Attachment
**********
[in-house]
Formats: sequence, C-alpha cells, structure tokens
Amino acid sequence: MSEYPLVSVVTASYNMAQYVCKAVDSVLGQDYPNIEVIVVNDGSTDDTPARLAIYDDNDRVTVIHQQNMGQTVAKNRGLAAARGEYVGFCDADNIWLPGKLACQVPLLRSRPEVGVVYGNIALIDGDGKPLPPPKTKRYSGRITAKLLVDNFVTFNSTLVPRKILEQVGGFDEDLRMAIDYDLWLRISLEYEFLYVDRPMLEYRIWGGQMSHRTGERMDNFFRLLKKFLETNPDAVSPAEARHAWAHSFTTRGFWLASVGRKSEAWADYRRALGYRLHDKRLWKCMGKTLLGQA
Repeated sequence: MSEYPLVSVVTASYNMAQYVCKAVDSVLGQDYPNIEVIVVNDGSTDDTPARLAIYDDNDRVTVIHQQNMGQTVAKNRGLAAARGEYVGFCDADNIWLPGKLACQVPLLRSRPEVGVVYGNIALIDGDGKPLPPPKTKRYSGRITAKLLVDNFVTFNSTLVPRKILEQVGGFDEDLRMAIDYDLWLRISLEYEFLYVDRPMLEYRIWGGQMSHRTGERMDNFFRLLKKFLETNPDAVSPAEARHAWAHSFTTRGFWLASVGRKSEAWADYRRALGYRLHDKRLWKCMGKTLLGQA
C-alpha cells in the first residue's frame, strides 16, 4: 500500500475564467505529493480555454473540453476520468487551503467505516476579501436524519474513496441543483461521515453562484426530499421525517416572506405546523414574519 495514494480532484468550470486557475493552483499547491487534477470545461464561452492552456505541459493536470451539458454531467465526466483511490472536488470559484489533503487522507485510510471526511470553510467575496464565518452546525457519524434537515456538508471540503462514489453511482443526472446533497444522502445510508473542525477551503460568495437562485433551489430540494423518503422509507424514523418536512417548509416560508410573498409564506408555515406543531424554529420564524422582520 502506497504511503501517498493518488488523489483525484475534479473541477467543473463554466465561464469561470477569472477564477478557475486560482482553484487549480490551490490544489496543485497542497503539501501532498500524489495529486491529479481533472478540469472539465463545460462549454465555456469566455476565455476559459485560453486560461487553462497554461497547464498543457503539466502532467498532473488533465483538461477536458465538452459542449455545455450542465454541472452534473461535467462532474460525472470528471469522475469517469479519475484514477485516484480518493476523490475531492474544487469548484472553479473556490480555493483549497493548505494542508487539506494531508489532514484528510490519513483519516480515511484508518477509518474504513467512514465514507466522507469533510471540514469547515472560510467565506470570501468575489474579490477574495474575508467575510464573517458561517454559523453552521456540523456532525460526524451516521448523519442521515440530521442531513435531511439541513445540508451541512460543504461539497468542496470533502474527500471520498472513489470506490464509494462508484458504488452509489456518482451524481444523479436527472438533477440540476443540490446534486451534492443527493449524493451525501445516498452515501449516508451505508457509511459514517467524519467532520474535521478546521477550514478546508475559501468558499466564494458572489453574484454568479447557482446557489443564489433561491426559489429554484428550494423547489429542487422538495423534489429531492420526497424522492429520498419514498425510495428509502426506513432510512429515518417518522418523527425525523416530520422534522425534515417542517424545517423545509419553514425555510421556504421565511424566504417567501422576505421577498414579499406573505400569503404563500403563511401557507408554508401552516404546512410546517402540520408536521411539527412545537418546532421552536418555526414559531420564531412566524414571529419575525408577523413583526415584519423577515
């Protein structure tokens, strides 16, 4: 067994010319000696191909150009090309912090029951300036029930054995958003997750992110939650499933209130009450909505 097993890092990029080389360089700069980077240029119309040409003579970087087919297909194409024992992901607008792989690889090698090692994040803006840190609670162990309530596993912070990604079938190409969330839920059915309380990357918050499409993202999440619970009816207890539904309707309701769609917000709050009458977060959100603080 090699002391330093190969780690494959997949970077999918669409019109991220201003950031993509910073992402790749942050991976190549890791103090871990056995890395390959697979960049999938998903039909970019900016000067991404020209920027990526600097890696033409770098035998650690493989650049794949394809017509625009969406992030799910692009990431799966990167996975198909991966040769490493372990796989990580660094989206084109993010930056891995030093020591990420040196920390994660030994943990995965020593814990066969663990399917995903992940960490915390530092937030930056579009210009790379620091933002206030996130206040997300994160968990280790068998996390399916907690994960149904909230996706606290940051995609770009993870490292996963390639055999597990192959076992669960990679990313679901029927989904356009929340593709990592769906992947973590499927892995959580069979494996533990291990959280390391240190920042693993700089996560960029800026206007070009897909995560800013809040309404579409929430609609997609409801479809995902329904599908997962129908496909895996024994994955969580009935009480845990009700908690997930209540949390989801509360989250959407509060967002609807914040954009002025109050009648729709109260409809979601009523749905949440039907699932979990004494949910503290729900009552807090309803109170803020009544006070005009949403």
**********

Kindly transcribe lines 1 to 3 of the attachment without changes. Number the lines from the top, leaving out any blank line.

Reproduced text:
[in-house]
Formats: sequence, C-alpha cells, structure tokens
Amino acid sequence: MSEYPLVSVVTASYNMAQYVCKAVDSVLGQDYPNIEVIVVNDGSTDDTPARLAIYDDNDRVTVIHQQNMGQTVAKNRGLAAARGEYVGFCDADNIWLPGKLACQVPLLRSRPEVGVVYGNIALIDGDGKPLPPPKTKRYSGRITAKLLVDNFVTFNSTLVPRKILEQVGGFDEDLRMAIDYDLWLRISLEYEFLYVDRPMLEYRIWGGQMSHRTGERMDNFFRLLKKFLETNPDAVSPAEARHAWAHSFTTRGFWLASVGRKSEAWADYRRALGYRLHDKRLWKCMGKTLLGQA